Sen. John McCain (R-Ariz.) took to the pages of The New York Times op-ed section on Monday to skewer Secretary of State Rex Tillerson's recent comments to State Department employees about putting America "first."
"I think it is really important that all of us understand the difference between policy and values," Tillerson had said. "Our values around freedom, human dignity, the way people are treated — those are our values. Those are not our policies."
But McCain, recalling his time as a prisoner of war in Vietnam, said that it is essential for America to give oppressed people "hope" because "hope is a powerful defense against oppression."
McCain goes on:
[…] Secretary Tillerson sent a message to oppressed people everywhere: Don't look to the United States for hope. Our values make us sympathetic to your plight, and, when it's convenient, we might officially express that sympathy. But we make policy to serve our interests, which are not related to our values. So, if you happen to be in the way of our forging relationships with your oppressors that could serve our security and economic interests, good luck to you. You're on your own. [The New York Times]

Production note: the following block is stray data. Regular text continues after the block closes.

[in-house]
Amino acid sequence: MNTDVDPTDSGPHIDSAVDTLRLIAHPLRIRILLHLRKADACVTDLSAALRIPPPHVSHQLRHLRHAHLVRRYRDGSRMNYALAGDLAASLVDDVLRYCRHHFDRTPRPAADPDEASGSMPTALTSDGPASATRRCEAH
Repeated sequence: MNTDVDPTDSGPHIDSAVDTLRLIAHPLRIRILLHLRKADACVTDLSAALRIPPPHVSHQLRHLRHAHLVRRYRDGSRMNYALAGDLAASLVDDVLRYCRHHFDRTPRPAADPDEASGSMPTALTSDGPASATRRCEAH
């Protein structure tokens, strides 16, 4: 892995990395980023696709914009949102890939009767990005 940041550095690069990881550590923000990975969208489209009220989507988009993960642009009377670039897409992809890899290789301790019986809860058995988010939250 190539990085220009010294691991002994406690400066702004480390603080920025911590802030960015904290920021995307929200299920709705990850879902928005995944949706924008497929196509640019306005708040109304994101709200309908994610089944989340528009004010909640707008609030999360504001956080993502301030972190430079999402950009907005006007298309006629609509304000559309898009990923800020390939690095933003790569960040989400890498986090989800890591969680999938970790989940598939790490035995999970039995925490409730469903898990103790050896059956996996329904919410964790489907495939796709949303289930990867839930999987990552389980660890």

"To view foreign policy as simply transactional is more dangerous than its proponents realize," McCain added. "Depriving the oppressed of a beacon of hope could lose us the world we have built and thrived in."